Firefighters brace for early start to Sierra wildfires
As the days warm and the weather stays snowless, Sierra fire crews are bracing for a fast-approaching fire season.
It’s an annual ritual that experts say may begin much earlier this season, due to a combination of below-average snow and above-average temperatures that is beginning to bake vegetation in the fire-prone forests of the Sierra Nevada.
“As soon as those fuel moistures go down, we know we need to get our seasonal firefighters back and our air tankers ready for the start of fire season,” said Tina Rose, spokeswoman for Cal Fire, the state department that fights forest fires.
Cal Fire takes regular moisture readings in Auburn, Truckee and other sites in the region. When trees and shrubs fall below a certain moisture rating, the state department mobilizes to be on-call for forest fires.
So far the Sierra Nevada region is still moist, but that will change swiftly if the warm, dry days persist, said Rose.
“If we don’t get rain, we would be looking at a really severe fire season,” said Rose, who is in Southern California, following an “unusual” 2,000-acre March brush fire in the Anaheim Hills.
Reno has already seen two brush fires flare up in the last month.
Sierra weather has been between 10 and 15 degrees above average over the last week, said Tom Cylke, a meteorologist with the National Weather Service in Reno.
The dry weather is expected to break for a snow storm on Monday night and Tuesday that could bring up to a foot of snow to the high Sierra elevations.
But dry weather is expected to follow, and March will likely end as a below-average month for precipitation, he said.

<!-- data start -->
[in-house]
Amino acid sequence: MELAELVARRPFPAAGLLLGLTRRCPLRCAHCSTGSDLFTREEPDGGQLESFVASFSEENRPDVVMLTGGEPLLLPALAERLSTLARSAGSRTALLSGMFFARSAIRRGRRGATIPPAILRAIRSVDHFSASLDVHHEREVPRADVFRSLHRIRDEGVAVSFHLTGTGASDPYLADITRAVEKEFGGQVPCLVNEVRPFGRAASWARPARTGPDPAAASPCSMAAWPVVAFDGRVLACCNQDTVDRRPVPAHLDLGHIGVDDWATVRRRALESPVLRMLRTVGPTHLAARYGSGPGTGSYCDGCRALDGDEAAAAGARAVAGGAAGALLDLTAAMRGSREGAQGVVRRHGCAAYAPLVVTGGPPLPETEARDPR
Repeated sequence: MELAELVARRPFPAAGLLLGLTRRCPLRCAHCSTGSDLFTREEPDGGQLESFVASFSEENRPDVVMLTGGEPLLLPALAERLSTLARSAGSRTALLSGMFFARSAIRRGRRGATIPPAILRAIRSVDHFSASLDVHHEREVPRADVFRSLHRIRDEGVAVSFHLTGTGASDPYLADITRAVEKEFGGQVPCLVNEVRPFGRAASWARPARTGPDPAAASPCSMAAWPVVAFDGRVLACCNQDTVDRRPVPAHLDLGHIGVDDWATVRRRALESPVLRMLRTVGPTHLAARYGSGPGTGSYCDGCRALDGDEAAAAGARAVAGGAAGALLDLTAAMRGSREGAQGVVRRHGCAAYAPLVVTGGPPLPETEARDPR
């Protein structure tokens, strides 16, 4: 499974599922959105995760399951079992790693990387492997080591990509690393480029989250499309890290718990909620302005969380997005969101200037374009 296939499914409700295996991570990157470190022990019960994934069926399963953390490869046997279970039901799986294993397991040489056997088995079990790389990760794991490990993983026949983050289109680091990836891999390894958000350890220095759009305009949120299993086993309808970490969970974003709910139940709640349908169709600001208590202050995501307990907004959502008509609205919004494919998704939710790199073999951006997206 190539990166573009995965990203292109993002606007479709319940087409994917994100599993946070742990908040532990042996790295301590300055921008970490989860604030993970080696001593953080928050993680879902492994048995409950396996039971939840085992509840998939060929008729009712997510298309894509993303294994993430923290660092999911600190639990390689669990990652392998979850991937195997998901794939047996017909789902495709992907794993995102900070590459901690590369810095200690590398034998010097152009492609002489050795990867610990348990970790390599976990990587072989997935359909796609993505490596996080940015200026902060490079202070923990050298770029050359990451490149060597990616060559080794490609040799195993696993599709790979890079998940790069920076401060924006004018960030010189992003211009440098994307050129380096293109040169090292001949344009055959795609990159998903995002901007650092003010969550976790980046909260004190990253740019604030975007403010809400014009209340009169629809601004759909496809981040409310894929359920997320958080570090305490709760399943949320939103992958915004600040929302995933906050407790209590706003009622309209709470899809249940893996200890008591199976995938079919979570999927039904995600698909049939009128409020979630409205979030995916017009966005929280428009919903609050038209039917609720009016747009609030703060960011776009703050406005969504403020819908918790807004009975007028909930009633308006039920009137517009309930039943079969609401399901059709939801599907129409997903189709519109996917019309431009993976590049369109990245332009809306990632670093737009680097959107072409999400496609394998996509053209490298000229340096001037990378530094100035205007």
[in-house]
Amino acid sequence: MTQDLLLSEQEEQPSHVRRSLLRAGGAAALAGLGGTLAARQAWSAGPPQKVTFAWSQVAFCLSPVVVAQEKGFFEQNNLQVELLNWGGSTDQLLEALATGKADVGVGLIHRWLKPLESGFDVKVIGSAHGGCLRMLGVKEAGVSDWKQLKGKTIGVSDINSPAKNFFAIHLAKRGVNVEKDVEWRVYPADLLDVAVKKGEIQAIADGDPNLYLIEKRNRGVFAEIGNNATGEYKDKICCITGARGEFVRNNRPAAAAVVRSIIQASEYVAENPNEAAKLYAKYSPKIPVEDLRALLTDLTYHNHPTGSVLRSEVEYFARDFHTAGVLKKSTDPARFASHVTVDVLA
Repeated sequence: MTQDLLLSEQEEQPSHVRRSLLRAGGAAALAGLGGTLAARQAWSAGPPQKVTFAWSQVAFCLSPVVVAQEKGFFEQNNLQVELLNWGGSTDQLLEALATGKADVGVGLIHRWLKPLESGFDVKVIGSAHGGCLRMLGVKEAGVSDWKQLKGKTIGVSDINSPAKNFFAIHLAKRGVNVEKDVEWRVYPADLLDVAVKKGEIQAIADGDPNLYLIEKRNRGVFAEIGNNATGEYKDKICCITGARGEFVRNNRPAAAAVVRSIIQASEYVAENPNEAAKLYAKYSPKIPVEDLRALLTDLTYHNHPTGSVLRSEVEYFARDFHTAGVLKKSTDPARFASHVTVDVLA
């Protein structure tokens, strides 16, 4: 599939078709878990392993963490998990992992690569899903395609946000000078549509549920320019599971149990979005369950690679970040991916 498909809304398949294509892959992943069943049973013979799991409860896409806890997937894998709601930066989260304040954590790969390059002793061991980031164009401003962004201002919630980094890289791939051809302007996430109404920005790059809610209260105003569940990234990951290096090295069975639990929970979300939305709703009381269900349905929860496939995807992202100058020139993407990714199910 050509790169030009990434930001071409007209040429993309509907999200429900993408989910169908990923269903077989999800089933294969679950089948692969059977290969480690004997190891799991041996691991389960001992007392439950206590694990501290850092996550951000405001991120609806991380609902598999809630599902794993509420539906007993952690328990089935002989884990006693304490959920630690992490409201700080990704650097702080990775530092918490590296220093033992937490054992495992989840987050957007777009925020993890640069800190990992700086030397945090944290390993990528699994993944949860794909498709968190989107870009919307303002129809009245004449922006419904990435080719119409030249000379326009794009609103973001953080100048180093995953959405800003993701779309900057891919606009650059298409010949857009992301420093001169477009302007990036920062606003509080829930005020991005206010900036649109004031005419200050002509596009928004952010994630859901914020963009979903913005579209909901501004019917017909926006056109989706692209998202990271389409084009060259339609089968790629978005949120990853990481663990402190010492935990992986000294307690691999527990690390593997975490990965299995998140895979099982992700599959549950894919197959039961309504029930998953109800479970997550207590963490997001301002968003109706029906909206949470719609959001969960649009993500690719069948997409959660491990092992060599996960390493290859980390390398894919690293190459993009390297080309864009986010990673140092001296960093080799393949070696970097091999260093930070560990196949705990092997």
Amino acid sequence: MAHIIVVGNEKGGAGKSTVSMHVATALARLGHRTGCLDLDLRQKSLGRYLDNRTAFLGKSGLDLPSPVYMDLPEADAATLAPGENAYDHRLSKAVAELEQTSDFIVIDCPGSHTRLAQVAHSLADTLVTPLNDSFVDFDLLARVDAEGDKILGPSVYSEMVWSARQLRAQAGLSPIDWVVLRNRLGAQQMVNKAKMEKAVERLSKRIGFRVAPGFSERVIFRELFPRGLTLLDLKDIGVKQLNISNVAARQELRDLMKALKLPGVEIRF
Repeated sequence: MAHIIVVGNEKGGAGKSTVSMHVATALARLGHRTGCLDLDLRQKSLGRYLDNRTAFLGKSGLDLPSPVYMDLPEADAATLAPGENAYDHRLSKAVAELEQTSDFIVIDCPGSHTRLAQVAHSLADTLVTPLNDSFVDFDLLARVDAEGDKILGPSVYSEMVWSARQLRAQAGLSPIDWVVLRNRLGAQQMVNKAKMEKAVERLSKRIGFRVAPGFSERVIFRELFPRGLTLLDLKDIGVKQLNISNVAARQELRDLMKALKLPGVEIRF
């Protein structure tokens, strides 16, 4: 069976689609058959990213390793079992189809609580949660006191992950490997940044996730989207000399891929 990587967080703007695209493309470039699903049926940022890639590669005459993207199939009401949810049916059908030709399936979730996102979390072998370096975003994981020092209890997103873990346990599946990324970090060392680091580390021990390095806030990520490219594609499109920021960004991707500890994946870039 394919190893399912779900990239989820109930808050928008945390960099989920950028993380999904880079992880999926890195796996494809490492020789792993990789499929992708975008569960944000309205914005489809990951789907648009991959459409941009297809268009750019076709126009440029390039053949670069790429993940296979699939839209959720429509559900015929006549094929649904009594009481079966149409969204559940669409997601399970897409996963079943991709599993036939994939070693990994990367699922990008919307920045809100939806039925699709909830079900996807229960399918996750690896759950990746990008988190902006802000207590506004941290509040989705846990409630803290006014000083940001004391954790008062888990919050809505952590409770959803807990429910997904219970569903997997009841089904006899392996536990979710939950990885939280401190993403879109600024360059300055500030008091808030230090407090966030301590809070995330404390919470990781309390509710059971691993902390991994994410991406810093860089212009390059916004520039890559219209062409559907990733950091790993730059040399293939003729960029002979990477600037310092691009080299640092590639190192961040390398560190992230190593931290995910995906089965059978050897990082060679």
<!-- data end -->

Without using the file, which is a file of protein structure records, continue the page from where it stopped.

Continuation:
“It won’t be a Miracle March,” said Cylke.
Rex Norman, spokesman for the U.S. Forest Service in the Tahoe Basin, knows the winter is headed for a drier than average finish, but said that local firefighters will be prepared, as always, for any situation.
“We have pretty formidable equipment,” said Norman. “We’ve got a couple of twin-engine tankers just minutes away.”
So far it’s too early to mobilize seasonal Sierra fire fighters, but Forest Service crews are still conducting prescribed burns to thin fire-prone vegetation around the basin.
The Tahoe Basin unit of the Forest Service recently nearly quadrupled the number of acres they intend to thin and burn each year, after adding a full-time prescribed fire and thinning crew.
Cal Fire is asking Sierra residents to begin clearing and trimming vegetation around their property now, before the summer begins.
The method known as defensible space requires cutting the lower branches of trees, clearing vegetation that can allow fire to climb into the crown of trees and thinning flammable bushes in a 100-foot radius of a structure.
Studies have shown the work to be extremely effective in protecting a home from destruction in a wildfire.
“What we want to see now in March, is people getting out and cutting brush and getting their defensible space,” said Tina Rose, spokeswoman for Cal Fire.
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Volunteers are being sought to take water samples from creeks, streams and smaller lakes, including Lake Tahoe, in the Tahoe-Truckee watershed to get a snapshot of water quality at a single moment in time.